Monday, December 22, 2008

Warner Switch Off the Music

Warner Music Group has demanded that thousands of its videos be removed from YouTube. The battle is once again media companies, which expect to be paid for their online content and Google who have not matched the valuation sought by the likes of Warner and although all the major labels reached agreement some 2 years ago with YouTube on a per view fee and advertising revenue share. The debate is now about whether the labels should be paid in advance or after the videos are viewed and as the old agreement has expired, the renegotiation of a new licence.

Music videos current experience billions of hits on the service and 6 of the 10 most popular videos of all time are music. TubeMogul says musicians and record labels are responsible for over 8 billion views on YouTube. Warner reported $639 million in digital revenue for the last fiscal year but has expressed that YouTube only contribute less than 1% of this. This is obviously a problem that Warner has to solve as physical music sales continue to drop through the floor both in volume and revenues.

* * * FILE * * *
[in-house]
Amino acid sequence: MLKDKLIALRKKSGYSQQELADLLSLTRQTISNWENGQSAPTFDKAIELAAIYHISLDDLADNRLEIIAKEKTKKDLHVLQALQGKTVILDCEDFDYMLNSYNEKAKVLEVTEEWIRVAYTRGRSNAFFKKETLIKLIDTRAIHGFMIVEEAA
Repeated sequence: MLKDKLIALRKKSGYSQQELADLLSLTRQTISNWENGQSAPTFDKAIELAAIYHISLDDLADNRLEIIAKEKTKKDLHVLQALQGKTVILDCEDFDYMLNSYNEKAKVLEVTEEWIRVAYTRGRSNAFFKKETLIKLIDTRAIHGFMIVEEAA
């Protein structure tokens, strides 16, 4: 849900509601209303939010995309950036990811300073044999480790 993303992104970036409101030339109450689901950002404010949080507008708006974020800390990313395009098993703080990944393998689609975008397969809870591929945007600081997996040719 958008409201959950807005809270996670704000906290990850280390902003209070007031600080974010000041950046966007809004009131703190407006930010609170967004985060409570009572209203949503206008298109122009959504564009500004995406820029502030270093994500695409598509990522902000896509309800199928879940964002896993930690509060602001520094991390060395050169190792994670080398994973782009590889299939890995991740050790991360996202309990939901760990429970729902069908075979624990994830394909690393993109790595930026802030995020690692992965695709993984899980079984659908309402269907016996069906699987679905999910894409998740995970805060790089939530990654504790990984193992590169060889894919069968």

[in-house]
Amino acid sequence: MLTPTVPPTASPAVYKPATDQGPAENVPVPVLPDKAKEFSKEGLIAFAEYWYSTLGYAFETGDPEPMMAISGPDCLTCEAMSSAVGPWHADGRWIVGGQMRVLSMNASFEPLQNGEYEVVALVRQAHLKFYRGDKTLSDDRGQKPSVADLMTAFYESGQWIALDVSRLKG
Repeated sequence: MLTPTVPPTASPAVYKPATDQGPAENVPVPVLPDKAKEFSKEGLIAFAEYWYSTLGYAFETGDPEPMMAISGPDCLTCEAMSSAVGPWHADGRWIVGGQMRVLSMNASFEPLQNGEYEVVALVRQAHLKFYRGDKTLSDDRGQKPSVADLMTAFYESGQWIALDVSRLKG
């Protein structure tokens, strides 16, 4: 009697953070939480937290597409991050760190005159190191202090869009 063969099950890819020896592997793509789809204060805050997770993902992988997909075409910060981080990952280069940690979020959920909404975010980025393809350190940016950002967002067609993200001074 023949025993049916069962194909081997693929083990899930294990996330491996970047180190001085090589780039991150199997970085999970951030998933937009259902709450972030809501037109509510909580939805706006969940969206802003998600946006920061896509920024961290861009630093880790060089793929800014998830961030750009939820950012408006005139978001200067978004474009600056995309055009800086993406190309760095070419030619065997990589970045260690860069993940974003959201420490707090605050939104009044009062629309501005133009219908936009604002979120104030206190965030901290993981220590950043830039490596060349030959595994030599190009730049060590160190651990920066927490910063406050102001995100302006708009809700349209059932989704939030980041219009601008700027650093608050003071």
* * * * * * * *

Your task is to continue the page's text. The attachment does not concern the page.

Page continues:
Digital content pricing is a difficult one to price today as tomorrow the value and price model is likely to change. The obvious key is to keep to licensing on relatively short term times and remain flexible on the model but as this also has to be acceptable to the licensee that can become a challenge as they don’t want to have to dramatically revisit costs as the service grows.

The one thing that is clearly coming home is that the old adage that the Internet is free is certainly changing at the point of consumption and that it may be free to use but you may be paying via a different business model moving forward. The big issue on advertising models is that aggregation will count and therefore players such as Google will have to upper hand as they will control the money.

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